The Path Forward on Abuse Reform in the SBC

Center for Baptist Leadership [Atlanta GA]

March 4, 2024

By Josh Abbotoy, Jon Whitehead

Returning to Baptist Accountability

The path forward for addressing sex abuse within the Southern Baptist Convention (SBC) is deceptively simple: Baptist accountability.

By Baptist accountability, we mean the accountability that naturally flows from the biblical and historically Baptistic principles that undergird the cooperation of autonomous local churches while preserving their direct accountability to God.

This Baptist accountability, as G.K. Chesterton might say, hasn’t been tested and found wanting; rather, it has been deemed challenging and left unexplored. 

Our modest statement of faith, the Baptist Faith and Message, defines the theological commitments and parameters of our cooperation. Baptist churches form voluntary and advisory bodies designed to “elicit, combine, and direct the energies of our people in the most effective manner” for the advancement of Christ’s Kingdom. Baptists seek to be unified in “spiritual harmony and voluntary cooperation for common ends.” But there is a limit. Cooperation cannot include “violation of conscience or compromise of loyalty to Christ and His Word as revealed in the New Testament.” Under this system, the churches send messengers to hold the Convention entities and trustees accountable to these principles. 

The Convention has no authority to dictate the internal activities of SBC churches. The Convention’s primary, narrow role in accountability for SBC churches is helping the messengers enforce the stated boundaries of cooperation for the Convention as a body of cooperating churches. When congregations are not New Testament churches and specifically Baptist churches, or when cooperation with them would violate conscience or compromise loyalty to Christ and His Word, it undermines the faith and message of the entire effort if the Convention fails to react to public, material violations of its stated purposes.

To stay healthy, the Convention’s accountability tool–disfellowshipping churches that are out of step with our confession–must be employed. Yet lately, SBC leaders have found countless reasons to keep taking money from, and giving votes to, congregations that undermine our mission. 

How Failure to Use Baptist Accountability Undermines Our Mission

For at least three generations, Baptist leaders have pushed hyper-voluntarism and individualism without accountability. Together, these work as acids against the Convention’s stated commitments.

In 1962, James Leo Garrett, Jr.’s Baptist Church Discipline noted that Southern Baptists excelled as evangelists but lagged behind in churchmanship. In other words, even the cherished childhood memories of our seasoned leaders recall a time when SBC pastors excelled in the pulpit but struggled to conserve an “ordered, disciplined congregational life” in the pews. This local struggle has now engulfed the Convention as a whole.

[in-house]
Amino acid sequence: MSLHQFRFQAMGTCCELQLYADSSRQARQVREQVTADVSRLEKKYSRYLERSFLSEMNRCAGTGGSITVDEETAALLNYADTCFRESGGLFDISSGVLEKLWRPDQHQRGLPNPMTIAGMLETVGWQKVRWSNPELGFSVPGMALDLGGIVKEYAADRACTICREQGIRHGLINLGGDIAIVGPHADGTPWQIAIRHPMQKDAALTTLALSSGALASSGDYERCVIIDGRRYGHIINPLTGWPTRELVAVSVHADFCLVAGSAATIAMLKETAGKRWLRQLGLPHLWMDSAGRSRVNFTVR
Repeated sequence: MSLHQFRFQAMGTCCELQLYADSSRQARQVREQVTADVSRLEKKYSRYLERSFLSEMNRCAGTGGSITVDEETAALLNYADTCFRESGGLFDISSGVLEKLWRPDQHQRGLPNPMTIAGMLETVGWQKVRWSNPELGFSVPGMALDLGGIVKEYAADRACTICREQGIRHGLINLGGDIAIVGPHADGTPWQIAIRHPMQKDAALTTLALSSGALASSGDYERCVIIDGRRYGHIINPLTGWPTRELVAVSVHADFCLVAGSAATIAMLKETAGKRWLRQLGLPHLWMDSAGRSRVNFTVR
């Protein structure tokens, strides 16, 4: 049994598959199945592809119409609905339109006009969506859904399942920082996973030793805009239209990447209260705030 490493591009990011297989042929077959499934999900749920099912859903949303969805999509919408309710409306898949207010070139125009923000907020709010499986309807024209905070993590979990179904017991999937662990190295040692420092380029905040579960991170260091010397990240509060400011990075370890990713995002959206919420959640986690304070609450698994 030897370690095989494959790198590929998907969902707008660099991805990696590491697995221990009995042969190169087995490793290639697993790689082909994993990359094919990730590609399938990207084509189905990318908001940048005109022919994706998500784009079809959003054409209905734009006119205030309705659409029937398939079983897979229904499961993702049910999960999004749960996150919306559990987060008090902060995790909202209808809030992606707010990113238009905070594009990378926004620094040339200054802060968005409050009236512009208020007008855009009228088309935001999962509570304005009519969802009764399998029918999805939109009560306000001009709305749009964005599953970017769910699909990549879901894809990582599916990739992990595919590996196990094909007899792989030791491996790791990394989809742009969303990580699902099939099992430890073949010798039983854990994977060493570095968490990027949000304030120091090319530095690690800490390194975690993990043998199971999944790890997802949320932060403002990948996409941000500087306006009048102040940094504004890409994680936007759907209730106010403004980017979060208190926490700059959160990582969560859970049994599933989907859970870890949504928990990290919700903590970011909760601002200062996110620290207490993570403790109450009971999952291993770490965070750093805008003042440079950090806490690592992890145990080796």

Now, the SBC is harvesting the rotten fruit this of hyper-voluntarism and individualism. The old goal–ever-larger cooperation without discipleship or accountability–is failing. It’s not just running out of steam; it’s going bankrupt, both theologically and financially. A two-century legacy of Baptist endeavors is actively slipping away. Seven American generations have transmitted the Baptist tradition to us, yet the next generation may inherit only our recollections and cautionary tales. 

The SBC is not a church. It is a cooperative effort of discrete churches. By definition, cooperation does not allow for contradiction on the matters of cooperation. Two men cannot walk together in different directions. Hyper-voluntarism tries to grow the SBC by reducing cooperation to a voluntary transaction with no walking together at all; you agree to send money to the SBC’s tall-building gospel experts, and that’s that. But a series of cash transactions is not what most Baptists mean by a cooperative effort to advance Christ’s kingdom. When some leaders harp on “mission over doctrine,” one might reasonably ask if their definition of “mission” goes beyond collecting cash? 

Southern Baptists believe the Bible, as reiterated in the BF&M, contains God’s good commands for how Baptist churches should operate, both independently and cooperatively. The BF&M describes broad agreements on the beliefs and teachings-the faith and message-that God has set down for His Glory and mankind’s good. A family of churches that believe and teach within these broad principles can advance Christ’s Kingdom together. If the SBC-whether through the messengers, the Credentials Committee, or blue ribbon task forces-is afraid to offend groups that publicly and grossly undermine the BF&M, the problem is that we do not love what we say we love. If we fear a call for our churches to cooperate with our basic faith and message, we clearly have deeper problems that social justice merchants and New York City consultants cannot fix.

Two Violations of 1 Timothy 2

In recent years, Baptists have identified two violations of I Timothy 2 that publicly and materially undermine our cooperative message.